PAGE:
<%@LANGUAGE="JAVASCRIPT" CODEPAGE="1252"%> August 2009 and Summer 2009 Saint Cloud Weather Summary
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August 19-20:

Heavy Rain

Tornadoes

Cool Enough to Brag About

9th Coolest Summer in St. Cloud Records

Saint Cloud Weather Summary for August 2009 and Summer 2009

Issued: Wednesday, September 2, 2009 7:00 AM

The frustration with 2009's perpetual May temperatures was borne out by the weather statistics. The final summer (June 1-August 31) average temperature at the Saint Cloud Regional Airport was 65.1°F, 2.3°F colder than normal. This tied 1884 as the ninth coolest St. Cloud summer since temperatures began in 1881. Still, it wasn't quite as cool as 2004, which was nearly another degree cooler and ranks as the fourth coolest summer.

There were only two days with a high of at least 90°F (average number: 12 for the warm season), none of them in August and only one of them during the summer months. In the last 47 years since 1962, only 1981 and 1993 have had two or fewer days that warm. One of those warm days was May 20, when the high was a record 92°F. Of the 103 days that followed, only 26 days had an above normal temperature with only 3 July days having an above normal temperature. The cool weather produced two record cold highs temperatures in June and 5 record cool temperatures in July. July was also the third coolest July in St. Cloud records.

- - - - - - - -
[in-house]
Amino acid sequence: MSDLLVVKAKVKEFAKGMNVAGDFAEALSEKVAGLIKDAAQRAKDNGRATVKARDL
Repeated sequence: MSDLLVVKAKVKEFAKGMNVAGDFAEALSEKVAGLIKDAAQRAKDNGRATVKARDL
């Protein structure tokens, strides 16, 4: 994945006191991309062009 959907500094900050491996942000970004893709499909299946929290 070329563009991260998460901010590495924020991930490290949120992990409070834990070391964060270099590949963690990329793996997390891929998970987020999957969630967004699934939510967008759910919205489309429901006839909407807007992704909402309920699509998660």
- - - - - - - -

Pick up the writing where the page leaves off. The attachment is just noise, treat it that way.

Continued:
The cool weather left most agricultural stations short on growing degree days (total of average temperatures above 50 degrees) by 10-20% in central and southern Minnesota and by 25-40% in northern Minnesota, according to the August 31 Minnesota precipitation and temperature summary from the State Climatology Office. This has caused both the soybean and crop crops to be maturing more slowly than normal, according to this week's Minnesota Ag News from the US Dept. of Agriculture. This means that we will need a later than normal frost and freeze to allow the crops to finish maturing.

August 2009 actually was the closest to normal temperatures of any summer month. The average Saint Cloud temperature was 65.9°F, 1.3°F colder than normal.